Jordan Baun, Coordinator of Outreach & Evangelism
Have you ever wondered what God is calling you to do with your life? After all, no one wants to be a ship without a sail. But sometimes it seems like there are a few good options or even a world of possibilities from which we can choose. For me, it was two years ago. I was wrestling with what the Lord would have for me long term. Should I pursue international missions or continue to walk through open doors for ministry here in the States? Through the course of a 6-week mission trip, the Lord used His Word and the many encounters with missionaries and pastors to give me some clarity on the future.
I had been asking the wrong question. I had been so focused on the ‘what’ that I hadn’t been listening to my own teaching on the Word. The ‘what’ was decided for me the moment I decided to follow Jesus as his disciple. The what is the great commission. In short, make disciples (evangelism) and teach them to observe everything the Lord commanded (discipleship). The questions that I wanted answers for were ‘how’ and ‘where.’ I haven’t figured out where I will be long term, but for now, God has called me here to Greenville and my church in Hendersonville.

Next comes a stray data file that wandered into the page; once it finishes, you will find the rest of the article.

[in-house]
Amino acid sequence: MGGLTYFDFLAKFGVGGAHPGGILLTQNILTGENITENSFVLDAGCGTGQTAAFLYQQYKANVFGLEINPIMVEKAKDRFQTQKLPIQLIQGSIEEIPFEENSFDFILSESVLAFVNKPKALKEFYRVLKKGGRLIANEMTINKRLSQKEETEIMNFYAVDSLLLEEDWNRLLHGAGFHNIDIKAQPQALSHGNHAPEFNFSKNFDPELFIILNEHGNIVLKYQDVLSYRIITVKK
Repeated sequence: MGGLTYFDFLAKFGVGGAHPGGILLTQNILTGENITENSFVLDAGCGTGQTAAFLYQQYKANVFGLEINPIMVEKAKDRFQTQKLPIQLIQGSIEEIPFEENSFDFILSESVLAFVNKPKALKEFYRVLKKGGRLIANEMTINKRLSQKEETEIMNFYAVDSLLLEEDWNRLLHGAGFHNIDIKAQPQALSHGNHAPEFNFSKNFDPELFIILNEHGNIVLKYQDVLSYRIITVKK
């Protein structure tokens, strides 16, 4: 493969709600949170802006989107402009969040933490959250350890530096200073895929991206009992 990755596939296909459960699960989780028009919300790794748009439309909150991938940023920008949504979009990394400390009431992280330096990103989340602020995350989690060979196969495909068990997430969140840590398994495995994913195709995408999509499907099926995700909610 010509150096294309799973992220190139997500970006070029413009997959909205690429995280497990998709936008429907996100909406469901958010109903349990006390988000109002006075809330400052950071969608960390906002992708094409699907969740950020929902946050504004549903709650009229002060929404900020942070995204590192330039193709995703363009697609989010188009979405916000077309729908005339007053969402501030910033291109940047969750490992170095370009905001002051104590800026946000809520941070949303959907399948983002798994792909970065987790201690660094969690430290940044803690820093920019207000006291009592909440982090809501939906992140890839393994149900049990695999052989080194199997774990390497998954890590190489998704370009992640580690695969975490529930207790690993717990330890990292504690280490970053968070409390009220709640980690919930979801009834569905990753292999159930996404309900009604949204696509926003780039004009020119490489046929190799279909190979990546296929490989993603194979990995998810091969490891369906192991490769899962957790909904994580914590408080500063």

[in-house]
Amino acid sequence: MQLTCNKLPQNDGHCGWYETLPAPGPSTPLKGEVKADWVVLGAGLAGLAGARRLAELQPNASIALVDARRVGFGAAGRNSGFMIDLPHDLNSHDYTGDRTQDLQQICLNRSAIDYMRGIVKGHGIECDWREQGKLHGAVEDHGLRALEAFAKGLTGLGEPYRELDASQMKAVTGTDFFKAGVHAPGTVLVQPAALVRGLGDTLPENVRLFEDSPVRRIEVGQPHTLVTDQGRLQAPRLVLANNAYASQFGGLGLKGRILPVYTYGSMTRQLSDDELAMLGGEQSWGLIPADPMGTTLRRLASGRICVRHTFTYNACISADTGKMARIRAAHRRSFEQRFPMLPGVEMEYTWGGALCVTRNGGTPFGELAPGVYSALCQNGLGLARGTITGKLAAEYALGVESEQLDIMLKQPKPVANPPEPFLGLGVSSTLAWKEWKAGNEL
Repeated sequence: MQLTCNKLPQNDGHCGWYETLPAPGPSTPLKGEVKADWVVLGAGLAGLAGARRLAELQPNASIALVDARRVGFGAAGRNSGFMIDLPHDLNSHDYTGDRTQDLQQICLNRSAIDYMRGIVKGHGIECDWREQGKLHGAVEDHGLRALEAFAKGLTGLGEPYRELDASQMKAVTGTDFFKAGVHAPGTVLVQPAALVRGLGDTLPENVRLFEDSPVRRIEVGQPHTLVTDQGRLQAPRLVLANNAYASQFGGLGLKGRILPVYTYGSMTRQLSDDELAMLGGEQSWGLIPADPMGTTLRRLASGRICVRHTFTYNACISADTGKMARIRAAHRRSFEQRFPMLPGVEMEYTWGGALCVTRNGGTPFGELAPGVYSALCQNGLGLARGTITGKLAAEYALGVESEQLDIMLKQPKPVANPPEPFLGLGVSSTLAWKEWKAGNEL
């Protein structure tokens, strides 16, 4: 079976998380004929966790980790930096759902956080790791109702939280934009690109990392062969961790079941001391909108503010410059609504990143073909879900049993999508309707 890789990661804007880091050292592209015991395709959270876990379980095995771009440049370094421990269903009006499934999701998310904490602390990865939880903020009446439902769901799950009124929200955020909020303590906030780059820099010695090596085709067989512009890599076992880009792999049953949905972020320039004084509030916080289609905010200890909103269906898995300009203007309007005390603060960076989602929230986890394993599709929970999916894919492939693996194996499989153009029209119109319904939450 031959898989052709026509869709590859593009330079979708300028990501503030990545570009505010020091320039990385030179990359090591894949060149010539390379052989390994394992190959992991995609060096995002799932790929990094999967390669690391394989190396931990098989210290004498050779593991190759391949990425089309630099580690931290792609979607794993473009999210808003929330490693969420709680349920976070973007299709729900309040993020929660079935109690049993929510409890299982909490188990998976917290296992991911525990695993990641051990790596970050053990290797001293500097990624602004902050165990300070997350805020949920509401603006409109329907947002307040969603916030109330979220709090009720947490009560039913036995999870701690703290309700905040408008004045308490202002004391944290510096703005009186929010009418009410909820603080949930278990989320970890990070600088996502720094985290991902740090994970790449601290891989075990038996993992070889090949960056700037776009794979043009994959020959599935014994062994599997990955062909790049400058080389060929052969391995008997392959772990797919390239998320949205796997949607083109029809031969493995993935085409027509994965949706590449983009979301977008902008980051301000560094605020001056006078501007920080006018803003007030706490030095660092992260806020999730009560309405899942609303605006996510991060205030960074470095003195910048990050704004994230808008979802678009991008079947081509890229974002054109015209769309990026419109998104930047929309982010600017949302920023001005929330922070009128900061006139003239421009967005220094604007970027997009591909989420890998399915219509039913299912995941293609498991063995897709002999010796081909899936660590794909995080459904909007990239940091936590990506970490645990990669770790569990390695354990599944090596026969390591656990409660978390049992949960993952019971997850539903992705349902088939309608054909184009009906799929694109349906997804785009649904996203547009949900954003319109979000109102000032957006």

So, what does this have to do with you? How does my story intersect with you as you go home to work for the summer? Well, you may want to be headed home for the summer, or you may be wishing you had the finances to work at a camp or take a mission trip, but God has called you to go home and work. But just like in my story, as a disciple of Christ, you too have a clear calling for what to do this summer: evangelism and discipleship.
Don’t be the student that waste their summer on Netflix and video games or other time-wasting frivolities. I know because I was that student. My one summer at home was a wasted summer. I don’t get it back, and one day I will give account for it. Make your summer count for eternity. Get engaged in God’s mission for you.
Your summer will probably look quite a bit different than almost everyone else’s summer, but you can take advantage of different avenues for evangelism and discipleship there in your hometown that you would not have otherwise. I am going to separate some possible opportunities into two categories: work and church.
You can be strategic about the job that you take this summer. There are many factors that influence our decision for work: Location, salary, and job description to name a few. Of course, for some the decision is made for you or you may not have options. But if you do have a choice, what if you also considered the role you could play in evangelism in the job you choose? One of the biggest hurdles in evangelism I continually hear from students is they don’t know unsaved people. This summer you could build meaningful relationships for gospel advancement that perhaps you have never experienced before. Just imagine how rewarding a summer at home could be if you were having natural gospel conversations regularly!
As you make your decision, could I plead with you to also consider how your job might affect your church attendance and participation? Sometimes life is tough and takes our church attendance out of our own hands. However, when given a choice, Christ is always most glorified in our faithfulness as a part of His Bride.